Anatole with his swaggering air strode up to the window. He wanted to smash something. Pushing away the footmen he tugged at the frame, but could not move it. He smashed a pane.
“You have a try, Hercules,” said he, turning to Pierre.
Pierre seized the crossbeam, tugged, and wrenched the oak frame out with a crash.
“Take it right out, or they’ll think I’m holding on,” said Dólokhov.
“Is the Englishman bragging?… Eh? Is it all right?” said Anatole.
“First-rate,” said Pierre, looking at Dólokhov, who with a bottle of rum in his hand was approaching the window, from which the light of the sky, the dawn merging with the afterglow of sunset, was visible.
Dólokhov, the bottle of rum still in his hand, jumped onto the window sill. “Listen!” cried he, standing there and addressing those in the room. All were silent.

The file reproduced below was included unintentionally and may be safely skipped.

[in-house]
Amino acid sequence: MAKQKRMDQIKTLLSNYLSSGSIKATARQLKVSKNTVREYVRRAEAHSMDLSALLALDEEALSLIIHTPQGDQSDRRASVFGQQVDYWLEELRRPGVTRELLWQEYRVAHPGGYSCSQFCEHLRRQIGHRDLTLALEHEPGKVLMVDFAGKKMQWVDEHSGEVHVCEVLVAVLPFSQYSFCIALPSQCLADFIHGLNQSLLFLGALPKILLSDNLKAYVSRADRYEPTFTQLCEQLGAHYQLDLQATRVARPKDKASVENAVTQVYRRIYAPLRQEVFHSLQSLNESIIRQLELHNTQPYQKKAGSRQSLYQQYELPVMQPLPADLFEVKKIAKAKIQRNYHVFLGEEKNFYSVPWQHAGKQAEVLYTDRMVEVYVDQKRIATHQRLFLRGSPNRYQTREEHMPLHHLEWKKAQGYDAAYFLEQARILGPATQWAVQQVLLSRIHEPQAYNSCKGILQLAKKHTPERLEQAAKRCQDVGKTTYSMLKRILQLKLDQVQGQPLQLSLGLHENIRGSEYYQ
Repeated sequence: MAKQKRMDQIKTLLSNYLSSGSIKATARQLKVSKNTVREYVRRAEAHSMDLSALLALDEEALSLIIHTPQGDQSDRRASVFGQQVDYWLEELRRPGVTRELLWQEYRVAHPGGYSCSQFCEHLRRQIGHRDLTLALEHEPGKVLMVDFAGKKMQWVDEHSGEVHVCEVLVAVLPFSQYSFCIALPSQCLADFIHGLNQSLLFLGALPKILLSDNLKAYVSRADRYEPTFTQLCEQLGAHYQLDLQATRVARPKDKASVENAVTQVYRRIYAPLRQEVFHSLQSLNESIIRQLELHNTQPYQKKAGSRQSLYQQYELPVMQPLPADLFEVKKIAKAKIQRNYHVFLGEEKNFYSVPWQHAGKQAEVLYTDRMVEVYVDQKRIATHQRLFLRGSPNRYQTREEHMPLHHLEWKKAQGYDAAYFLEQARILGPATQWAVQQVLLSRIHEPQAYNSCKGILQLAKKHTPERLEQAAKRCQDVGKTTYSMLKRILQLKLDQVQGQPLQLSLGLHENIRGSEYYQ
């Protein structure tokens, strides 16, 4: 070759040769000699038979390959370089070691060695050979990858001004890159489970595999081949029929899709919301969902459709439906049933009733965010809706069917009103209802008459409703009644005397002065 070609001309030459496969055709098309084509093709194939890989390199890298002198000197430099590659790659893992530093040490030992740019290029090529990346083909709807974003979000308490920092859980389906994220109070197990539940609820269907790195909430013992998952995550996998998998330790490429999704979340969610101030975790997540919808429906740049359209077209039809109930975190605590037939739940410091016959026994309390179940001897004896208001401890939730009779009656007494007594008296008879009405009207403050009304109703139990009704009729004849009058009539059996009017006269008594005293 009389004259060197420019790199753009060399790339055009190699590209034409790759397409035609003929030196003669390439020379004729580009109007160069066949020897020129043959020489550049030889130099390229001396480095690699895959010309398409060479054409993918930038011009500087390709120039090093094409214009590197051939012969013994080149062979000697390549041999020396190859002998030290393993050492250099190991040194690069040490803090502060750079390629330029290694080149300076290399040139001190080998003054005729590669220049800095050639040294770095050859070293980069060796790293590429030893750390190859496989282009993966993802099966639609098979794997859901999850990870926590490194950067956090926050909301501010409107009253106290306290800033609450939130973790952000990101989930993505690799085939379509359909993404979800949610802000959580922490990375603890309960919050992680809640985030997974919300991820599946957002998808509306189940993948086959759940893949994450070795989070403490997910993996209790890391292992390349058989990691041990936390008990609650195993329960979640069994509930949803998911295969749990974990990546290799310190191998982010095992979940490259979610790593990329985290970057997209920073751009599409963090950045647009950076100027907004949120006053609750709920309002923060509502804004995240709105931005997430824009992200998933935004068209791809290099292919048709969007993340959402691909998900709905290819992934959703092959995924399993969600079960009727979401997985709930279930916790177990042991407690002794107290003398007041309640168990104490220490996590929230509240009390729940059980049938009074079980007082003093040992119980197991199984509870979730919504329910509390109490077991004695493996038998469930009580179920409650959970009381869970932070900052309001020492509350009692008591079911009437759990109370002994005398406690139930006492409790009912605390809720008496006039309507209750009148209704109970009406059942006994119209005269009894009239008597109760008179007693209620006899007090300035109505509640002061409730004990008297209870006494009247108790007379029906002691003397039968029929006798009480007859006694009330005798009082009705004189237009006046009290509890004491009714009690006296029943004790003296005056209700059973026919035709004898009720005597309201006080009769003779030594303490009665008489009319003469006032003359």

“I bet fifty imperials” — he spoke French that the Englishman might understand him, but he did not speak it very well — “I bet fifty imperials … or do you wish to make it a hundred?” added he, addressing the Englishman.
“No, fifty,” replied the latter.
“All right. Fifty imperials … that I will drink a whole bottle of rum without taking it from my mouth, sitting outside the window on this spot” (he stooped and pointed to the sloping ledge outside the window) “and without holding on to anything. Is that right?”
“Quite right,” said the Englishman.
Anatole turned to the Englishman and taking him by one of the buttons of his coat and looking down at him — the Englishman was short — began repeating the terms of the wager to him in English.
“Wait!” cried Dólokhov, hammering with the bottle on the window sill to attract attention. “Wait a bit, Kurágin. Listen! If anyone else does the same, I will pay him a hundred imperials. Do you understand?”
The Englishman nodded, but gave no indication whether he intended to accept this challenge or not. Anatole did not release him, and though he kept nodding to show that he understood, Anatole went on translating Dólokhov’s words into English. A thin young lad, an hussar of the Life Guards, who had been losing that evening, climbed on the window sill, leaned over, and looked down.